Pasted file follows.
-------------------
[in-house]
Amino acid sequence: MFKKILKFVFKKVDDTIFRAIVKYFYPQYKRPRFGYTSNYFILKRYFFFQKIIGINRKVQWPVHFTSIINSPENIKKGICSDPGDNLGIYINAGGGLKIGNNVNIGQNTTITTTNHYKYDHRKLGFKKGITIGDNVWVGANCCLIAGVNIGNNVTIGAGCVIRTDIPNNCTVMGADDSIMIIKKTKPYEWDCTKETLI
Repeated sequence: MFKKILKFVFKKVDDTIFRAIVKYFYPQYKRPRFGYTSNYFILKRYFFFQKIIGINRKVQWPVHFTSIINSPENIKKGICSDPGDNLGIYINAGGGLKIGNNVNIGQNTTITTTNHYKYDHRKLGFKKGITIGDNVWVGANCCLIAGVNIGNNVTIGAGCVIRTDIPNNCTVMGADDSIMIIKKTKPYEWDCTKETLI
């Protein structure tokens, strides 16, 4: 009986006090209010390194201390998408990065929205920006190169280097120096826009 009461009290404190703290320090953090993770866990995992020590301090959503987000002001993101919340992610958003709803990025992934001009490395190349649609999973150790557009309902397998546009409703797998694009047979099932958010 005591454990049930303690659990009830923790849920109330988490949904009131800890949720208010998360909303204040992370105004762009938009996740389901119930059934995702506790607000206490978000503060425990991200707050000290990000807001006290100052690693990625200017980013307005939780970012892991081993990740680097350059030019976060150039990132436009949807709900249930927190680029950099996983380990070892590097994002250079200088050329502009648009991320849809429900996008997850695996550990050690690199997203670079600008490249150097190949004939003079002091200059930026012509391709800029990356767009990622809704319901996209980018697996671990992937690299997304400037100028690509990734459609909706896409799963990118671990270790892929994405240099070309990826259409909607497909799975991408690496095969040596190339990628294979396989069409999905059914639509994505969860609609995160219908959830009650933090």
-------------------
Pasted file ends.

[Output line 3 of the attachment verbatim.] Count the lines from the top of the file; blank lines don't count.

Repeated sequence: MFKKILKFVFKKVDDTIFRAIVKYFYPQYKRPRFGYTSNYFILKRYFFFQKIIGINRKVQWPVHFTSIINSPENIKKGICSDPGDNLGIYINAGGGLKIGNNVNIGQNTTITTTNHYKYDHRKLGFKKGITIGDNVWVGANCCLIAGVNIGNNVTIGAGCVIRTDIPNNCTVMGADDSIMIIKKTKPYEWDCTKETLI